I agree. My nephew had a similar situation and I told him to keep listening in school and pay attention and read books because when he gets older the more you know the better it is for you to make decisions and he said that he didn't like someone because his friend told him it wasn't right. I said researching helps because not all teachers know everything (nobody really does, it's too much info!!!)I told him that it is important to vote and know your facts so that you can make a logical decision. I told him to look at how much society has changed over the years and that at one point women weren't allowed to vote and we talked a little bit about segragation and different historical things that changed what we are doing in the world now. He was in awe. icon_smile.gif He said wow, you're smart and I said yes, because I paid attention in school and I still educate myself now because I like to know about what's going on and why things happened and doing the research myself helps me get accurate information. I also told him about halloween and a lot of other holidays and how much tradition has changed and why some people don't celebrate certain hollidays also. He said he was going to pay more attention so that he could be smart like me. thumbs_up.gif

kbak37 Posted 7 Nov 2008 , 4:43am
post #16 of 43

I have to agree about the votes not counting. I live in Wasilla, Alaska and as the last 25 seconds counted down to the polls closing in California the news was calling the election for Obama. Who won or lost is not the point..I was sick to my stomach because my 4 daughters asked why the election was called when not all the votes have been counted..and our polls were still open. They said it wasnt fair. All I could say was that he reached the electoral needed and that was that. My seventeen year old said she will not vote because it is a clear waste of time.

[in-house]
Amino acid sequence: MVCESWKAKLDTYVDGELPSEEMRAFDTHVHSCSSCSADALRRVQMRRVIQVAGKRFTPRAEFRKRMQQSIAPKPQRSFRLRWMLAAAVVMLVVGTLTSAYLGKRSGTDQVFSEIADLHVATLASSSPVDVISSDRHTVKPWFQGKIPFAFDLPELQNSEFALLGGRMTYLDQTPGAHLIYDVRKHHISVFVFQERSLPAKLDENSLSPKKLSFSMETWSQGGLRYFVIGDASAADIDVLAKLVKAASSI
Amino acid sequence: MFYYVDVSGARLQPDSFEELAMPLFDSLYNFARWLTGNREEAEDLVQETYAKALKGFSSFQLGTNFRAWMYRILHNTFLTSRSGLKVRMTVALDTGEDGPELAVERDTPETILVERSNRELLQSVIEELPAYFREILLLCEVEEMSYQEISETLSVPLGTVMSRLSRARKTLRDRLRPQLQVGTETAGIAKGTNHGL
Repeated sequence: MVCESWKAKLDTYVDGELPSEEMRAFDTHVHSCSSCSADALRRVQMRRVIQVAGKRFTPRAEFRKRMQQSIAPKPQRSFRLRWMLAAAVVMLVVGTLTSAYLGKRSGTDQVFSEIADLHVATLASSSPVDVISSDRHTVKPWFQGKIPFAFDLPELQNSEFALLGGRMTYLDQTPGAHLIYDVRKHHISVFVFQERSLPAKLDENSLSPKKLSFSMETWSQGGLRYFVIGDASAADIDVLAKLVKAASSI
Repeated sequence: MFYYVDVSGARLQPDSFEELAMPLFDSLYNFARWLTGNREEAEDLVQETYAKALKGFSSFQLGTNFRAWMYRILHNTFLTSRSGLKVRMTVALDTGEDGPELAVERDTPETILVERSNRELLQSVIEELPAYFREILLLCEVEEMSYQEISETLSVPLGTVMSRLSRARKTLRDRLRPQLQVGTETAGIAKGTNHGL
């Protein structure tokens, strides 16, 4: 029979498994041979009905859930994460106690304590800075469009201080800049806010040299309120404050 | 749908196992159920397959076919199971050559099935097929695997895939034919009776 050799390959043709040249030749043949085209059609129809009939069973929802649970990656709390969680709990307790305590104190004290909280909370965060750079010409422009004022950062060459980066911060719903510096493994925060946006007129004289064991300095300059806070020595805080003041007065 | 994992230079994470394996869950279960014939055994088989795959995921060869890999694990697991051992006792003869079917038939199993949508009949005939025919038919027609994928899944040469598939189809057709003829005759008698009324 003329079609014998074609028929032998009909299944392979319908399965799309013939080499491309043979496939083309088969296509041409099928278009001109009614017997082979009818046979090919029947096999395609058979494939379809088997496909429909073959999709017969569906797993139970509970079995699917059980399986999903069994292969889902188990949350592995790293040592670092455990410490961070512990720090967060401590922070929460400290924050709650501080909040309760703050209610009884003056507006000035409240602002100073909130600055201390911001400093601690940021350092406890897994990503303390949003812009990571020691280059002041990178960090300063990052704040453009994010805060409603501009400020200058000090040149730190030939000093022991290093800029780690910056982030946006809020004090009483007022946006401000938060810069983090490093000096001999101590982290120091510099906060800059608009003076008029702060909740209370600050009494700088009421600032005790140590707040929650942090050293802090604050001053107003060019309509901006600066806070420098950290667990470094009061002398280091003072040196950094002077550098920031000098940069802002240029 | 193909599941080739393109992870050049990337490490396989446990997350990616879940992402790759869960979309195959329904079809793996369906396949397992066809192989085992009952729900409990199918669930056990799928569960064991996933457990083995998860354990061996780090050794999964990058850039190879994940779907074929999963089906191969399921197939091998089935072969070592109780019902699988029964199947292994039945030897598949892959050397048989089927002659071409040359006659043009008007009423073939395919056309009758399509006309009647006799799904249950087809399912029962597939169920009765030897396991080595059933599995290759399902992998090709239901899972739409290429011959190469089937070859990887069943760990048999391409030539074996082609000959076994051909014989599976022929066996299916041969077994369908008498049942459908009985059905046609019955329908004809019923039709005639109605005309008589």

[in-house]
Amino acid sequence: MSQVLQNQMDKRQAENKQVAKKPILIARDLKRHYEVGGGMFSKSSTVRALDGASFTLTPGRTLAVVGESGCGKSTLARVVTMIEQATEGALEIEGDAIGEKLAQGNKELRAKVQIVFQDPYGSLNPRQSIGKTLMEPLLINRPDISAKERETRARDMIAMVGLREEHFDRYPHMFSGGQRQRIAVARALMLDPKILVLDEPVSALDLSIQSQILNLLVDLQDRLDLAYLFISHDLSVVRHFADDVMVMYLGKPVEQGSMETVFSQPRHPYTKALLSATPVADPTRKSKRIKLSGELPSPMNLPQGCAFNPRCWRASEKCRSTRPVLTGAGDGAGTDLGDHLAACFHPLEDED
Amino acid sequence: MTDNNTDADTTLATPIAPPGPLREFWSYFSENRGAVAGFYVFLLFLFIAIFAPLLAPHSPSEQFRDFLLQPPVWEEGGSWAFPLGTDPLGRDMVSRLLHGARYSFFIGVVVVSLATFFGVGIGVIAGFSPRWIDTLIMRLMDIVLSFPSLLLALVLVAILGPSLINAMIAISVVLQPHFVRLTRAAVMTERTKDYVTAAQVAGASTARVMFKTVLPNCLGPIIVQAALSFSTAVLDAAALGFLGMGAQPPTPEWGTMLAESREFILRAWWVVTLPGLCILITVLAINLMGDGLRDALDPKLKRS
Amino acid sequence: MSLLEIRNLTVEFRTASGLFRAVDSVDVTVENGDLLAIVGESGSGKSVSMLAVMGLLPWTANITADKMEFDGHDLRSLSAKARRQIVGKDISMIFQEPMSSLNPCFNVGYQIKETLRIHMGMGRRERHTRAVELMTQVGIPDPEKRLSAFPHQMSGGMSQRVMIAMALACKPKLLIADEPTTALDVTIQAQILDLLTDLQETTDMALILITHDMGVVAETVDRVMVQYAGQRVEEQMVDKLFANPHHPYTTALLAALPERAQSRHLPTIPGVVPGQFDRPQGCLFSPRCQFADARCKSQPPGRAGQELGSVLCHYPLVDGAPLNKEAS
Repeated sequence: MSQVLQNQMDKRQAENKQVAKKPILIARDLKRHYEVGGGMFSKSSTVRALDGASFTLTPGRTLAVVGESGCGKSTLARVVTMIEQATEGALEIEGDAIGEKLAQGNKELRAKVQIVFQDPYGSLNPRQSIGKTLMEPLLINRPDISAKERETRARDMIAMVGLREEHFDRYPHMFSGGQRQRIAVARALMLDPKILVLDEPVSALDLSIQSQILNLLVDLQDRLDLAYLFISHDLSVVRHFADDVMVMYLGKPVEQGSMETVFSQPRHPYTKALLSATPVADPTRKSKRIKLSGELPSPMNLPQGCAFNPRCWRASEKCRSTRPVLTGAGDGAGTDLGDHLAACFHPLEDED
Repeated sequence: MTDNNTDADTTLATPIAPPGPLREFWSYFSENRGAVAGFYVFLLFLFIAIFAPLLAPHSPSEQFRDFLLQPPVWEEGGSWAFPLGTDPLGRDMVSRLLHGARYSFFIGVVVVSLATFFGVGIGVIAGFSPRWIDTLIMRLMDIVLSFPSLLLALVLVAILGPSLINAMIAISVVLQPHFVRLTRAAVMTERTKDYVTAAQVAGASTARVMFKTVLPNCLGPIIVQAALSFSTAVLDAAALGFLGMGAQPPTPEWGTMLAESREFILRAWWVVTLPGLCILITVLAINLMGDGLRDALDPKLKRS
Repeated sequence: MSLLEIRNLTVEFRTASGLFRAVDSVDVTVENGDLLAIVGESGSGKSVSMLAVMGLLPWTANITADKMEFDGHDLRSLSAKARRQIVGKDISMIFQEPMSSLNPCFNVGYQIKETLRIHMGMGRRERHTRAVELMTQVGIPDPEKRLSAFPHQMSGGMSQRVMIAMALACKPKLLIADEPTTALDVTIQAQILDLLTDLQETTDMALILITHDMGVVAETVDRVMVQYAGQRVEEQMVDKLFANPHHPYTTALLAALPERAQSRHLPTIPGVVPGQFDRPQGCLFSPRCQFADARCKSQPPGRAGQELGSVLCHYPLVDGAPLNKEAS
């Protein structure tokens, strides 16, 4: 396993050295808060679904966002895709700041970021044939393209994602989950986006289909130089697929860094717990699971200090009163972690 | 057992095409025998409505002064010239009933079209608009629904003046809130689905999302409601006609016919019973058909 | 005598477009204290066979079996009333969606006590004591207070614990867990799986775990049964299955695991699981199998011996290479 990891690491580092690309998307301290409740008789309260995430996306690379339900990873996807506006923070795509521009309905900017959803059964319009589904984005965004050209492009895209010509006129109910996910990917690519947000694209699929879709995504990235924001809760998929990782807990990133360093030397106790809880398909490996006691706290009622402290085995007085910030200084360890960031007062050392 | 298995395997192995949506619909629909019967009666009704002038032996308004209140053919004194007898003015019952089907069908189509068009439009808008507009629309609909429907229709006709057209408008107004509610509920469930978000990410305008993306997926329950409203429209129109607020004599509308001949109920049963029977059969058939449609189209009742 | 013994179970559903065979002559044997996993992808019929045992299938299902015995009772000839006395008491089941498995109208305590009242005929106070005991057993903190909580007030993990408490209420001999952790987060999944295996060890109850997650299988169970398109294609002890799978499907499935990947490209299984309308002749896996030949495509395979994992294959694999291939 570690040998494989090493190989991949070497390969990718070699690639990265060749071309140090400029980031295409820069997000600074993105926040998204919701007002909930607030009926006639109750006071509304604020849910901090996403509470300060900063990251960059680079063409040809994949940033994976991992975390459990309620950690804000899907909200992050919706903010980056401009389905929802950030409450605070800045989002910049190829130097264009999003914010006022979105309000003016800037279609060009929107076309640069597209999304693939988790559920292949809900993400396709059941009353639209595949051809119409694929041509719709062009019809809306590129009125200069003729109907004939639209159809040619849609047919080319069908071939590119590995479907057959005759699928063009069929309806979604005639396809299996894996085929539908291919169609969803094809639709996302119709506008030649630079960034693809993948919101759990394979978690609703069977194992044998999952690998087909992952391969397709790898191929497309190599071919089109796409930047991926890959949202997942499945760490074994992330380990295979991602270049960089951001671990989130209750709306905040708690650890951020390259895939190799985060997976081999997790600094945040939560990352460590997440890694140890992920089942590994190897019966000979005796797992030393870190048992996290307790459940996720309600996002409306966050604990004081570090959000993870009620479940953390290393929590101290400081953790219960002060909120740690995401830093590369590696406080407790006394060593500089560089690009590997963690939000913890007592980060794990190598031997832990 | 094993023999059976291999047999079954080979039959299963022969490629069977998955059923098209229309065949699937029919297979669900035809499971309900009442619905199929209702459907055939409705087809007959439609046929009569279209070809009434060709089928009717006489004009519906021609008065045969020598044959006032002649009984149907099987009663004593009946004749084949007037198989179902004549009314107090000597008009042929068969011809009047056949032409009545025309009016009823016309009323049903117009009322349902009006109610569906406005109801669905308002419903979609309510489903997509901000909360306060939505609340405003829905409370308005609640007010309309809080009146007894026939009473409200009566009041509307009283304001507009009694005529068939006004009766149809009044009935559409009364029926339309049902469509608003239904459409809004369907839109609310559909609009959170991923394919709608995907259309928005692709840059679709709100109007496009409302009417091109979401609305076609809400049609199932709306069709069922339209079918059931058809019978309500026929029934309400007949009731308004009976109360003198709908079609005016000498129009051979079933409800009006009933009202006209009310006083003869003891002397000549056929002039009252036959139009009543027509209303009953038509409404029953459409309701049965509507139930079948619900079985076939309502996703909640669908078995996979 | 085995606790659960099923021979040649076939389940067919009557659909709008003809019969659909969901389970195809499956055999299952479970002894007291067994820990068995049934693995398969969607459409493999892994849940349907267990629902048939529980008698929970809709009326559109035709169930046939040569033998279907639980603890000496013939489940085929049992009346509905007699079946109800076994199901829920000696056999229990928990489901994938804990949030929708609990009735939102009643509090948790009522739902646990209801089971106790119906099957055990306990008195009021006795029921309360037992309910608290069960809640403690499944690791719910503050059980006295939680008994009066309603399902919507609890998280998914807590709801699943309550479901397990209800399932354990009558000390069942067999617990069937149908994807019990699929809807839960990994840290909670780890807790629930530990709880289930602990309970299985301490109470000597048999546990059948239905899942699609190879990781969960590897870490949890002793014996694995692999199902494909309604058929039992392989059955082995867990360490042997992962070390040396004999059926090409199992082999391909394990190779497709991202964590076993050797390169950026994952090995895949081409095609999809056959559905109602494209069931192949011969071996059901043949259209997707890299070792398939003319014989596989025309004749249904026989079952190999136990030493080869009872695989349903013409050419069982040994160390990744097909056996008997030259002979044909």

Its all said and done, and is a memorable election....and I am thrilled Sarah is back as my govenor!

redpanda Posted 7 Nov 2008 , 5:54am
post #17 of 43

Maybe you can explain it this way:

Let's say I were to bake a cake and put a special prize in one of the pieces of cake. The cake is cut into 10 slices, and you have a group of 10 children who can have a piece. Everyone picks their piece of cake right away (or with voting picks where they live), but each child must eat his or hear piece of cake in age order (have polls close at 8 p.m. local time). Thus, the oldest child gets to eat her piece and see if the prize is there. The next oldest then gets to eat, too, and so on. It is possible that the prize will be found before the youngest child has eaten his or her piece.

Does that mean that she has no reason to eat the cake, that eating cake is a waste of time? Absolutely not! Eating cake and voting are both privileges, and should not be taken lightly. While in this election, there were enough electoral votes for Obama to win before the polls closed in Alaska, in another election it is very possible that the race will be so close that Alaska's electoral votes will be the deciding factor in the election.